Washington, DC, Sept. 27, 2016 – The National Business Aviation Association (NBAA) today welcomed prompt action by the Federal Aviation Administration (FAA) to investigate an attempt by the city of Santa Monica, CA to evict two of Santa Monica Municipal Airport’s (SMO) longstanding service providers, Atlantic Aviation and American Flyers.
The FAA’s action follows years of debate over the airport’s future, and with several ongoing legal disputes over the city’s federally mandated requirements to operate the airport. On Aug. 23, the Santa Monica City Council passed a resolution to shut down SMO “as soon as legally permitted, with the goal of on or before July 1, 2018.” The resolution also directed city staff to replace existing fuel vendors at the airport with a “proprietary” city-operated entity, and to cease the sale of leaded aviation gasoline.
On Sept. 15, Santa Monica served 30-day notices of eviction to Atlantic Aviation, the field’s largest fixed-base operator (FBO) and its sole provider of Jet-A fuel, as well as American Flyers, a flight school and fuel provider that has operated at SMO for decades. Both FBOs immediately filed emergency requests for the FAA to halt the eviction process.
This afternoon, the FAA responded with a notice of investigation (NOI) requiring the city to explain its rationale for the evictionswithin 10 days, with a “strong” recommendation that the city halt the eviction process until the agency’s investigative process is completed. The FAA also subpoenaed city representatives to appear, in person, at an Oct. 12 agency hearing on the matter. Review the FAA’s notice of investigation. (PDF)
Stacy Howard, NBAA’s Western regional representative, noted the FAA’s response reflects concerns from industry stakeholders about the city’s actions. “While federal regulations may allow the city to operate its own FBO, Santa Monica is certainly not prepared to provide an equivalent level of service by Oct. 15,” she added. “It is also unlikely the city would ever do so in a manner beneficial to the airport and its aviation users.”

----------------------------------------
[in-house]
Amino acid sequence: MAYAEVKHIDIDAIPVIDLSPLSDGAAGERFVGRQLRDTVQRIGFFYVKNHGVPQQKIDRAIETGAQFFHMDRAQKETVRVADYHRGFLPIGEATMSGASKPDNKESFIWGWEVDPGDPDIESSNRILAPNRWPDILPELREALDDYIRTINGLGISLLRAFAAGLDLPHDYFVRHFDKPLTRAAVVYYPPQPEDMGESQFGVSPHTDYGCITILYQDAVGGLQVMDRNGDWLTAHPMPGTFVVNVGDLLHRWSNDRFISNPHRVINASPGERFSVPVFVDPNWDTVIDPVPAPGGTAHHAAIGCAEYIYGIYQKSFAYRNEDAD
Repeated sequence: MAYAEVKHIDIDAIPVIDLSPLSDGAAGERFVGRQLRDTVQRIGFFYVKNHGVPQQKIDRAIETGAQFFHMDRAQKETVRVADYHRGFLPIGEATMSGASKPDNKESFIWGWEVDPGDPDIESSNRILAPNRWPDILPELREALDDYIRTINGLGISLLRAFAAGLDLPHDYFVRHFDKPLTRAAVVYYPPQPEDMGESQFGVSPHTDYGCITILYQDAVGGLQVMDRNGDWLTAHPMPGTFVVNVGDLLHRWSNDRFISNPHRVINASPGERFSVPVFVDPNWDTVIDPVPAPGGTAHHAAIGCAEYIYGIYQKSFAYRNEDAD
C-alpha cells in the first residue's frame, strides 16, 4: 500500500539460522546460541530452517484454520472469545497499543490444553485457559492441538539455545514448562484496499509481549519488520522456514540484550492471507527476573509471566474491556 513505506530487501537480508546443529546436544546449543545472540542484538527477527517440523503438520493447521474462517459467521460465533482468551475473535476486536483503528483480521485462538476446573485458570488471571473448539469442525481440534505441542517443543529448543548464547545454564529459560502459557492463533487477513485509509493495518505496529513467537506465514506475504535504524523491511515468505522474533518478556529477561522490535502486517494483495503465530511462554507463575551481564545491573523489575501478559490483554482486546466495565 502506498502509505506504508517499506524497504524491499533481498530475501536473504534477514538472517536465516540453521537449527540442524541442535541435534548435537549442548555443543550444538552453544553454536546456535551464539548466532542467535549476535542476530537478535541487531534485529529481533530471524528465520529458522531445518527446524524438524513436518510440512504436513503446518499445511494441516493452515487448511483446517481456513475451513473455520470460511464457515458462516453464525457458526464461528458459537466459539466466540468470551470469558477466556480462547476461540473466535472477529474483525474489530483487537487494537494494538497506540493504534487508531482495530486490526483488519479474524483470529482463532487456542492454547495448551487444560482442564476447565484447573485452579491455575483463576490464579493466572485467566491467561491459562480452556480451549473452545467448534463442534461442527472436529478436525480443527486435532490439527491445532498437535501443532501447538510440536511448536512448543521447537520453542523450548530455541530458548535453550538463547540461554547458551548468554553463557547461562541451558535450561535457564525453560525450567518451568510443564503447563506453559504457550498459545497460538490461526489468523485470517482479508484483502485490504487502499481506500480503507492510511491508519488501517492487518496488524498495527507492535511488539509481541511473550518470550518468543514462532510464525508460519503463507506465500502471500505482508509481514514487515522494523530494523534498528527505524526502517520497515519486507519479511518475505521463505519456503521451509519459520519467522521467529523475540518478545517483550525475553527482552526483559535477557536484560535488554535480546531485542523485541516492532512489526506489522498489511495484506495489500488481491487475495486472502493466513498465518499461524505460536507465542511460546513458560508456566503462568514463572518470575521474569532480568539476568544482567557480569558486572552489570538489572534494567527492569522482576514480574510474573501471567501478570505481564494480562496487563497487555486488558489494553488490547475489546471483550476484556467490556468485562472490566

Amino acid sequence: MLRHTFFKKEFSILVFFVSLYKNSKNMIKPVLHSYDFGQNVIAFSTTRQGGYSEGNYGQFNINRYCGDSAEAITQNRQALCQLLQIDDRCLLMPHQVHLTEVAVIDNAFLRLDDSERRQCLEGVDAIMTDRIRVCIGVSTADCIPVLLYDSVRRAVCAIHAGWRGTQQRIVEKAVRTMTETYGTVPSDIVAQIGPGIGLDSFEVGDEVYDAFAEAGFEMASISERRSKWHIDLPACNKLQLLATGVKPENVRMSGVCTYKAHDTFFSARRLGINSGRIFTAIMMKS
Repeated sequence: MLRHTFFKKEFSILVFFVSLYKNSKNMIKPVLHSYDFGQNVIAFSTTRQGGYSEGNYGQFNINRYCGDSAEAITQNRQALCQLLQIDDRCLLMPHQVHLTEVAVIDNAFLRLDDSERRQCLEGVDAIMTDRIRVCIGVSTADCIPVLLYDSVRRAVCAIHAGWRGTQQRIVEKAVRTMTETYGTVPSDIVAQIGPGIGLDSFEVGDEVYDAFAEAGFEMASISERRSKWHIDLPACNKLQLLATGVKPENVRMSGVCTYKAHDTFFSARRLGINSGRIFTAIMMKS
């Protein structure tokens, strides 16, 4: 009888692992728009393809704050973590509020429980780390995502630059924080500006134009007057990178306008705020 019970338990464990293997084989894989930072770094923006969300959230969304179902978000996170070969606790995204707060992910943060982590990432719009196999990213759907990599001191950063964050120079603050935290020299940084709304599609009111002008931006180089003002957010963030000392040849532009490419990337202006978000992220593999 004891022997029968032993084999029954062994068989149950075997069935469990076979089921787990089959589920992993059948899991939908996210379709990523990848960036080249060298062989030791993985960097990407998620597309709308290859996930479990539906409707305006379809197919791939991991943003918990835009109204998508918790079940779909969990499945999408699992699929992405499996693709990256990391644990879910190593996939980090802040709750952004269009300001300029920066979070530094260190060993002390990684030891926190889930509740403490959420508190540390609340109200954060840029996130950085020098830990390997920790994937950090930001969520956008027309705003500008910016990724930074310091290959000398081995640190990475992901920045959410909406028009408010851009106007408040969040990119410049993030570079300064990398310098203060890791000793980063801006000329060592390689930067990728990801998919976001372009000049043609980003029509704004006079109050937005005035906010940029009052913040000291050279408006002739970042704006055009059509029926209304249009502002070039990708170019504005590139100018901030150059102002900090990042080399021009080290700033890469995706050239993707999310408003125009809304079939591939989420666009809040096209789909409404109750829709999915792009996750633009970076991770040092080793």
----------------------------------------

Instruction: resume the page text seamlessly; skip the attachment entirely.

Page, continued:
Alex Gertsen, NBAA’s director of airports and ground infrastructure stated “We urge the city to withdraw these eviction notices, as requested by the FAA, and to acknowledge its commitments to this valued airport.”
The FAA’s actions follow other challenges, presented by NBAA and other stakeholders, to the city’s repeated attempts to curtail operations at SMO and shut down the historic airfield despite its obligations under federal grant assurances to keep the airport open through 2023, and in perpetuity through a 1948 Instrument of Transfer.
A separate complaint, supported by NBAA, addresses the city’s mishandling of airport finances and failure to offer new leases to aviation-related businesses on the field. Gertsen noted the city deprives SMO of funds from previous subleases through former master tenant Gunnell Properties, following the dissolution of its agreement with Gunnell earlier this year.
“The city has since declined to charge these tenants rent,” he said. “Based on the current occupancy of the facilities, NBAA estimates that Santa Monica has failed to collect more than $1 million by refusing to offer any occupancy agreements to these existing aeronautical tenants. The city has also lost additional revenue over the same time period denying acceptance of new aeronautical tenants; taxpayers will continue to lose hundreds of thousands per month as the city maintains this stubborn practice.
“SMO is an important local and national resource, providing numerous jobs and contributing millions of dollars to Santa Monica’s economy,” Gertsen concluded. “These ill-conceived efforts to close and restrict the airport not only have wasted millions of taxpayer dollars, but also have resulted in lost opportunities to work with the aviation community to ensure that the airport continues to be a good neighbor and a vibrant, irreplaceable asset.”
Founded in 1947 and based in Washington, DC, the National Business Aviation Association (NBAA) is the leading organization for companies that rely on general aviation aircraft to help make their businesses more efficient, productive and successful. The association represents more than 11,000 companies and provides more than 100 products and services to the business aviation community, including the NBAA Business Aviation Convention & Exhibition, the world’s largest civil aviation trade show. Learn more about NBAA at www.nbaa.org.